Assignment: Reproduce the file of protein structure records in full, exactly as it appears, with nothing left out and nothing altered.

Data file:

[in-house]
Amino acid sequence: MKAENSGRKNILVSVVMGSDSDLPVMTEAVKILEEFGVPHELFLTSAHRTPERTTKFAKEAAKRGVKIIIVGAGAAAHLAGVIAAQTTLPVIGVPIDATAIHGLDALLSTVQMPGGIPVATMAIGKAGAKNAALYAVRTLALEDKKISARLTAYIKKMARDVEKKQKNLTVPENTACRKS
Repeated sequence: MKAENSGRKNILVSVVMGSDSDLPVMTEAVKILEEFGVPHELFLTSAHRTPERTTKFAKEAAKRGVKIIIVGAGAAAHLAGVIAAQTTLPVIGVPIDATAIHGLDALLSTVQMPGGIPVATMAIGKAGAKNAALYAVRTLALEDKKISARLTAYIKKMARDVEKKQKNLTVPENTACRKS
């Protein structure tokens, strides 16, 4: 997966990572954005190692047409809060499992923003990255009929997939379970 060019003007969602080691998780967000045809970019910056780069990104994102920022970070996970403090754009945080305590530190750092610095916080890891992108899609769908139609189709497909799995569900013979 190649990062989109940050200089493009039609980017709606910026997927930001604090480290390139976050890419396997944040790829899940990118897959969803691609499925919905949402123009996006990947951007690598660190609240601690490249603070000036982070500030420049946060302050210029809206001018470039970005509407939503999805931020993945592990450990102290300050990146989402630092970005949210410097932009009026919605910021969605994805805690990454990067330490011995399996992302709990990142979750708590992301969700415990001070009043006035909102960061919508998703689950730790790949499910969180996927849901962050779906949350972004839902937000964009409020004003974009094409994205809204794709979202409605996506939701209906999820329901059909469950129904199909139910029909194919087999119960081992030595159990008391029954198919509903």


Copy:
[in-house]
Amino acid sequence: MKAENSGRKNILVSVVMGSDSDLPVMTEAVKILEEFGVPHELFLTSAHRTPERTTKFAKEAAKRGVKIIIVGAGAAAHLAGVIAAQTTLPVIGVPIDATAIHGLDALLSTVQMPGGIPVATMAIGKAGAKNAALYAVRTLALEDKKISARLTAYIKKMARDVEKKQKNLTVPENTACRKS
Repeated sequence: MKAENSGRKNILVSVVMGSDSDLPVMTEAVKILEEFGVPHELFLTSAHRTPERTTKFAKEAAKRGVKIIIVGAGAAAHLAGVIAAQTTLPVIGVPIDATAIHGLDALLSTVQMPGGIPVATMAIGKAGAKNAALYAVRTLALEDKKISARLTAYIKKMARDVEKKQKNLTVPENTACRKS
């Protein structure tokens, strides 16, 4: 997966990572954005190692047409809060499992923003990255009929997939379970 060019003007969602080691998780967000045809970019910056780069990104994102920022970070996970403090754009945080305590530190750092610095916080890891992108899609769908139609189709497909799995569900013979 190649990062989109940050200089493009039609980017709606910026997927930001604090480290390139976050890419396997944040790829899940990118897959969803691609499925919905949402123009996006990947951007690598660190609240601690490249603070000036982070500030420049946060302050210029809206001018470039970005509407939503999805931020993945592990450990102290300050990146989402630092970005949210410097932009009026919605910021969605994805805690990454990067330490011995399996992302709990990142979750708590992301969700415990001070009043006035909102960061919508998703689950730790790949499910969180996927849901962050779906949350972004839902937000964009409020004003974009094409994205809204794709979202409605996506939701209906999820329901059909469950129904199909139910029909194919087999119960081992030595159990008391029954198919509903």